Eva Engberg, who will be a junior this fall, said she used advisory to meet with math teachers to make up for missed exams and homework. This helped her complete and pass the course this past semester.

Engberg said the class "allows for more extensive work to be done," and if students are forced to find times in the morning or after school, students could struggle.

"For a large portion of the school population, the bus is the only method of transport to and from the school available to them," Engberg said. "And their buses can come as late as minutes before class starts and will all leave promptly after the day ends. ... If this is enacted, equal opportunities for students to gain necessary assistance will not be available. Students need to watch siblings or work after school, may see a drop in grades and academic proficiency if they don't get the time they need."

Aridasee Tisland shared similar concerns. Tisland, a graduate of the high school, said during her time in school, she participated regularly in athletics and other extracurricular programs.

"I was so grateful for advisory, because it gave me a chance, as it does for so many of the students of Red Wing High, to continue educating ourselves and having the means, peers, adults, and times to also contribute to sports and arts that are true to our upbringing as well," Tisland said.

Cayanne Korder got emotional, fighting to hold back tears. She said that without having the advisory period, she wouldn't have had an adult presence — in this case her advisory teacher Amy Nelson — in her life to help with her schooling.

"She was the only adult in my life who asked about my grades, who celebrated me when I joined a new club, and I didn't have that at home," Korder said. "That is why we need advisory."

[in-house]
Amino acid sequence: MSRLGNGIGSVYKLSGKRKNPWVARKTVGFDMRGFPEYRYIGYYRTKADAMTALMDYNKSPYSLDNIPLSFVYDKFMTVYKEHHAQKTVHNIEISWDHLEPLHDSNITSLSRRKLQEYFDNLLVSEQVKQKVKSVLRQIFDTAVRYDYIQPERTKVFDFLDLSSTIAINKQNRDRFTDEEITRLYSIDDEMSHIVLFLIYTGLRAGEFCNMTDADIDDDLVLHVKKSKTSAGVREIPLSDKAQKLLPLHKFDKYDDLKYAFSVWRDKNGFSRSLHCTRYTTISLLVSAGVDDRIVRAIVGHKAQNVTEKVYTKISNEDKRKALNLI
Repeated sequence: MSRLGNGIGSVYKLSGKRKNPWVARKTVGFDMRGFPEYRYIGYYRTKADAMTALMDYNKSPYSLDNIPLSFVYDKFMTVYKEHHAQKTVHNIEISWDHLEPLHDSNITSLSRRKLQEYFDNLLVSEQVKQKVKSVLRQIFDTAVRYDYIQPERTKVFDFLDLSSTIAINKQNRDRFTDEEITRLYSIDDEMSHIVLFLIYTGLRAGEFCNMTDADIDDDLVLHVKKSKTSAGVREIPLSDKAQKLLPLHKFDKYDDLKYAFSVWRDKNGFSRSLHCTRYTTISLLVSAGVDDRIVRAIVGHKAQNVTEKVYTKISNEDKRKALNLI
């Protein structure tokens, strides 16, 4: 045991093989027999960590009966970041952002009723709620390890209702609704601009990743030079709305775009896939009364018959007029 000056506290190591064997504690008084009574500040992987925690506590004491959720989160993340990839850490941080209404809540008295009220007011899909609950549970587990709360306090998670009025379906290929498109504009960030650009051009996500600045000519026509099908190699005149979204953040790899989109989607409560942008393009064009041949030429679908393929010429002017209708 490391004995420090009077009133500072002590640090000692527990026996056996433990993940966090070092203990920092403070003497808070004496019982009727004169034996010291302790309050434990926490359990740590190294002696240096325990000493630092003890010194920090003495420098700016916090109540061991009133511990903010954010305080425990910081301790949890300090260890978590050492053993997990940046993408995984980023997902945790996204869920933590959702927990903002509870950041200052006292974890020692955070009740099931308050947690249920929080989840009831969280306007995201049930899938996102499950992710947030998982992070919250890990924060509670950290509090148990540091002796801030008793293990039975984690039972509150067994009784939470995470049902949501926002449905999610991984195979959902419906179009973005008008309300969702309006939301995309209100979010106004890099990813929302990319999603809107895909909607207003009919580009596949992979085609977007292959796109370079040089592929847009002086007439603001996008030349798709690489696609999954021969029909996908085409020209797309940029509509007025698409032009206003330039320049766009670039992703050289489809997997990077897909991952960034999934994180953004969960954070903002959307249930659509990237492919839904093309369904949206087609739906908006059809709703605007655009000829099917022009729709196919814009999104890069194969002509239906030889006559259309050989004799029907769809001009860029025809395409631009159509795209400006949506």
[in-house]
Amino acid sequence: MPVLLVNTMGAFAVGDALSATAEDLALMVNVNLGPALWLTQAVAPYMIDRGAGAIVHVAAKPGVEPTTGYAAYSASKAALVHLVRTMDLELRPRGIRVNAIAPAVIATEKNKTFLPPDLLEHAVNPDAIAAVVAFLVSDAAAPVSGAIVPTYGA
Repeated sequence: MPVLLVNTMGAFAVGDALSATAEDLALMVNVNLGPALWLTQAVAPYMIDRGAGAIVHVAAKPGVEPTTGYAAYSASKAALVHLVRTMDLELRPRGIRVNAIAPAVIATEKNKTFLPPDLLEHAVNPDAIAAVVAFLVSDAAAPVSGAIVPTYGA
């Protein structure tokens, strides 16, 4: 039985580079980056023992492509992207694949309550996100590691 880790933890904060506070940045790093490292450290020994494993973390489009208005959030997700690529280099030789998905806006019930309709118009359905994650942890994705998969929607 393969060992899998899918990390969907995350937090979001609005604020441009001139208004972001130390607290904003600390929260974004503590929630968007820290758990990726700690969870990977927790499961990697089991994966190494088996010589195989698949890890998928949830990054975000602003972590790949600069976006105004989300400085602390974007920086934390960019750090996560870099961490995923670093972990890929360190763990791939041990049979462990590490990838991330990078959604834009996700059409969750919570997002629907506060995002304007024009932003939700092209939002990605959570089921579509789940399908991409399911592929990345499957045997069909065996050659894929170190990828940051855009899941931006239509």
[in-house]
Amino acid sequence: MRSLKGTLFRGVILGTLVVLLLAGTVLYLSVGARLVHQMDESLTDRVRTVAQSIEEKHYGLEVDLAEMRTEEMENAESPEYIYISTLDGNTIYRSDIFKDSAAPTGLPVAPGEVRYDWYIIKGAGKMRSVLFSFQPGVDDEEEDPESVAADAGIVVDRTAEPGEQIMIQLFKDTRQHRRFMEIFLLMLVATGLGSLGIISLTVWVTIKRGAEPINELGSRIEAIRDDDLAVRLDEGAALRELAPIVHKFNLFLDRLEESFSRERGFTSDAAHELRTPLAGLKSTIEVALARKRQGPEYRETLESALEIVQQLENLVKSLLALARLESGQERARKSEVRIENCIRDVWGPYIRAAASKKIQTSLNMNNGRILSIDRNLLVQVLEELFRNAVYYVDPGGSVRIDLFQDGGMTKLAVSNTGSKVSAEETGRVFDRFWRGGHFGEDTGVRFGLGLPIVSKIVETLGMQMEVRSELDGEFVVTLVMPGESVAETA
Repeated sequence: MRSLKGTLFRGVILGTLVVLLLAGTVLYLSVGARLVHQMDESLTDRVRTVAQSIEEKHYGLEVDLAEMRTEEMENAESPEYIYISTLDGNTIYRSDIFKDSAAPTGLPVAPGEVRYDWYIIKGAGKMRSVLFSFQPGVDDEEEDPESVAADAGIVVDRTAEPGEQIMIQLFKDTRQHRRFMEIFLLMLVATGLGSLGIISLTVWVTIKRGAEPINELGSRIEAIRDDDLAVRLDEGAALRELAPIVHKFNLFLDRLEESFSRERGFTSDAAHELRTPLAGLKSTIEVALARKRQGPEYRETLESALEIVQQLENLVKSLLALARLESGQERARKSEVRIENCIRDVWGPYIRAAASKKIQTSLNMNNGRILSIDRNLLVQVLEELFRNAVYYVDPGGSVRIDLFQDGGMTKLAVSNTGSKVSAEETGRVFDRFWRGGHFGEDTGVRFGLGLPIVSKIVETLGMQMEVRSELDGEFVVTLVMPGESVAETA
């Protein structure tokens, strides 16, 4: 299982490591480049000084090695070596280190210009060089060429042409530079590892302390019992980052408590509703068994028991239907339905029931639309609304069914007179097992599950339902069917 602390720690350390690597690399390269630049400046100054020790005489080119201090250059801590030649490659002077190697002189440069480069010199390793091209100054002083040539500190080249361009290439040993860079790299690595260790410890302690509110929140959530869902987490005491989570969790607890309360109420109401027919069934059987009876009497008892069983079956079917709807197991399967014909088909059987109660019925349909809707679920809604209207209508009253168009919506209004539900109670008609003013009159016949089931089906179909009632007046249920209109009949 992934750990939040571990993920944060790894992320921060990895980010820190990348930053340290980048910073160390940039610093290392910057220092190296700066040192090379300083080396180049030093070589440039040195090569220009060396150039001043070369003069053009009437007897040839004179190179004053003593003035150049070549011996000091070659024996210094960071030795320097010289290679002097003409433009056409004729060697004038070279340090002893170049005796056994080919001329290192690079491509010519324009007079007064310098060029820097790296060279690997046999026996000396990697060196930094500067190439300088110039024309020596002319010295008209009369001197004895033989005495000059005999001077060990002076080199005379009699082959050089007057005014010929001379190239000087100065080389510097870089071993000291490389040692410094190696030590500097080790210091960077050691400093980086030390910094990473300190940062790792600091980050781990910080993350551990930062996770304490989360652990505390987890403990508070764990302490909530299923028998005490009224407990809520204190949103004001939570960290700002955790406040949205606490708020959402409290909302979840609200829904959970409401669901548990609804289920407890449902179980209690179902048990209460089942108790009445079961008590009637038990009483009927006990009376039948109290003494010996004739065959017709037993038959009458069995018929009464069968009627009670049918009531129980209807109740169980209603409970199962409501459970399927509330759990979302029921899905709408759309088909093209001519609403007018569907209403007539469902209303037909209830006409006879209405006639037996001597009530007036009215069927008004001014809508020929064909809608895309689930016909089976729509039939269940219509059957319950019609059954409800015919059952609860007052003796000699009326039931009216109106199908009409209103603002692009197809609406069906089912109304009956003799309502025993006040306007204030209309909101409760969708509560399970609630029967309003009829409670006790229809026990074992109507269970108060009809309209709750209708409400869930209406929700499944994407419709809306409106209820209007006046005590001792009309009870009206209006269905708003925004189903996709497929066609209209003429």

Yesenia Sanchez, who will graduate in 2019, said she's able to help two to four students a day with their studies, saying that she's "sad this time for students to get help will be gone. Time to connect with adults in the building and time to meet in clubs is being taken away."

Sanchez acknowledged the advisory could be taken advantage of by students who want to skip class or be disruptful. However, Sanchez said that maybe the advisory class could be modified to help with the school climate issues.

"Maybe we could create a different environment for advisory," Sanchez said. "Maybe certain teachers' rooms could be for working on assignments. Others could be for reading. Others could be for hanging out with friends."

At the end of the 10 students' public comment time, Superintendent Karsten Anderson commended their organized and poised approach. He recommended the group pass along the information to Herber.

School Board Chair Arlen Diercks thanked them for bringing the matter to the board's further attention.

Hughes submitted a number of letters from other current and former students.

Matthew Lambert

Matthew Lambert joined the Pierce County Herald and River Falls Journal in December 2016 covering government, school board, and writing features about the community. He is a graduate of Winona State University with a Bachelor's degree in Journalism. 

Advertisement